Geography

Geog New

Will the UK be facing energy blackouts by 2018? Why is climate change happening? How will Brexit affect the patterns of migration within the EU? Is the earthquake hazard increasing in frequency?

Geography lessons at St Paul’s inspire curiosity about the world. We pursue explanations for current global issues, whilst ensuring that all students have a secure understanding of the key concepts in physical and human geography. Students appreciate the dynamic and interconnected nature of our subject and the flexibility we have to study the most recent news events. Lessons at all levels employ a variety of teaching and learning strategies. Right from the start we encourage independent research, informed decision-making, debates and creative projects to help girls realise the complexities of the problems we face in the 21st century. In a digital age, geography is becoming an ever more interactive subject with the increasing use of Geographic Information Systems (GIS).

At Key Stage 3, we have worked collaboratively to create a rigorous and innovative programme of study. Across these three formative years, students develop their geographical knowledge and skills within a structure of intellectual themes of diversity, change and challenges. We ask questions as varied as ‘How can we explain the changes in polar environments?’ to ‘Should we be worried about global population growth?’

Our GCSE course follows the Eduqas (A) specification, which engages students in a blend of traditional and contemporary geography. Up-to-date case studies are used throughout to exemplify the detailed processes and features.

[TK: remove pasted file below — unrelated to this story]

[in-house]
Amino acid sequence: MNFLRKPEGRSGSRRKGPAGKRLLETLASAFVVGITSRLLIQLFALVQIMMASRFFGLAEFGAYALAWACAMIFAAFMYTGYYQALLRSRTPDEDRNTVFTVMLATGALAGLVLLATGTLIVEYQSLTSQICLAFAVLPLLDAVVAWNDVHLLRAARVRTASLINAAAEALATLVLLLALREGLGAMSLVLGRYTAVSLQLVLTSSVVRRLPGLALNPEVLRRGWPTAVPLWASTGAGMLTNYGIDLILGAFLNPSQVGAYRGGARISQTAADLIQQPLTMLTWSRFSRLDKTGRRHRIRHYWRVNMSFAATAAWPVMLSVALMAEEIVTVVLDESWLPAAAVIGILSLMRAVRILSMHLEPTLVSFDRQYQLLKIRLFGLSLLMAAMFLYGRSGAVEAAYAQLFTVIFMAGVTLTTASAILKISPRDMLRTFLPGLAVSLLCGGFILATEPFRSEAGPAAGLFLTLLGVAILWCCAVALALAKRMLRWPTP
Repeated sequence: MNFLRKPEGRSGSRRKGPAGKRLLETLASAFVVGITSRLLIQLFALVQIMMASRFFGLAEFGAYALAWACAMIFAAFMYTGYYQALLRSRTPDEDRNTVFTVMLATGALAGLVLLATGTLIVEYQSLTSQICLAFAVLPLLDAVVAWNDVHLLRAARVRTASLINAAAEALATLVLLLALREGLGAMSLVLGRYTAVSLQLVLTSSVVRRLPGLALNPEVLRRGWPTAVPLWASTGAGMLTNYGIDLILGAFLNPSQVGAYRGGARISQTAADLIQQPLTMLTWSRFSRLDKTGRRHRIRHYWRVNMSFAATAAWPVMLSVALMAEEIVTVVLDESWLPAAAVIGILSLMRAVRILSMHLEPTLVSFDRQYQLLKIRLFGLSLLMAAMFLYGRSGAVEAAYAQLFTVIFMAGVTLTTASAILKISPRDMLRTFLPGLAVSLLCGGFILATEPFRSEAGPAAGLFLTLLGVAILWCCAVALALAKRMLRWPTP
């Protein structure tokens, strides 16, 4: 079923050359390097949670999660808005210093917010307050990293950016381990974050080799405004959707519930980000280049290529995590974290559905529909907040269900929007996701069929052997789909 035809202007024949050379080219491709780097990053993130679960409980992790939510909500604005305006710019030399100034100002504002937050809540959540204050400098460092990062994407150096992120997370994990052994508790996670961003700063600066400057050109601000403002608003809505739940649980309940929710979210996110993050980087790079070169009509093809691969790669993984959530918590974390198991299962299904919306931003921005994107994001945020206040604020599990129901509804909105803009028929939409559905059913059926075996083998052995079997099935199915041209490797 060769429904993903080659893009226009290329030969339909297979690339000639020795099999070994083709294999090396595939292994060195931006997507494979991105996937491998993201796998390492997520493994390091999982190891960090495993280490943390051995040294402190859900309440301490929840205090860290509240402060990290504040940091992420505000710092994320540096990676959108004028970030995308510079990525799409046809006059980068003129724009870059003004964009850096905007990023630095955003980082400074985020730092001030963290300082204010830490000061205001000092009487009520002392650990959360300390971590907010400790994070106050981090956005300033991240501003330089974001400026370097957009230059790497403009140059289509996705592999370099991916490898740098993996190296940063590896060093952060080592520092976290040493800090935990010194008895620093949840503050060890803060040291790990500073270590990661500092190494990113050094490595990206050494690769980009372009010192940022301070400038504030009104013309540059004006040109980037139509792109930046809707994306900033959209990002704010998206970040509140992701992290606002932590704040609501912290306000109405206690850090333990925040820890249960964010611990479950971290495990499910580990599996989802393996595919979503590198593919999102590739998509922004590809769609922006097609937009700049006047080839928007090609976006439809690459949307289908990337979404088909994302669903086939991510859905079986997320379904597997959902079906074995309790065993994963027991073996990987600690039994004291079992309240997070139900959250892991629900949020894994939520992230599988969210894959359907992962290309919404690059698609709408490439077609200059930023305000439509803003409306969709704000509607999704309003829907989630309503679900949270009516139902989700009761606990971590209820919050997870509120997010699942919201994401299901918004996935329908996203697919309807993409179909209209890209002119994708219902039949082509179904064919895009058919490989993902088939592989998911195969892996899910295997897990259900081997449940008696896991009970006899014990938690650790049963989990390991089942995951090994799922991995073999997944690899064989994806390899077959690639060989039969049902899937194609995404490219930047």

In the Senior School, AS and A2 geography continues to stretch and stimulate the students’ geographical imaginations. The OCR specification gives the students a deep understanding of the contemporary challenges of the 21st century, covering topics such as ‘Hazardous Earth’ and ‘Future of Food’. This course enables learners to recognise and be able to analyse the complexity of people-environment interactions at all geographical scales. The investigative geography component allows the girls to undertake an independent investigation linked to any aspect of the specification to satisfy their intellectual curiosity.

Geography comes even more alive outside of the classroom and we provide fieldwork opportunities for all age groups. Recent field trips have included the London Docklands, the Isle of Wight, and Iceland. We encourage our geographers to question and engage with these diverse environments, promoting the essential enquiry-related skills through fieldwork investigations.

Our own student-led Geography Society has hosted a number of speakers over the last few years, displaying to students the value of this subject in the workplace. We have enjoyed a talk by Tim Marshall, author of Prisoners of Geography this term. Geography Society also offers weekly activities for the younger pupils that extend far beyond the curriculum. Many of our senior students also take advantage of our proximity to the Royal Geographical Society, where they actively attend events and lectures.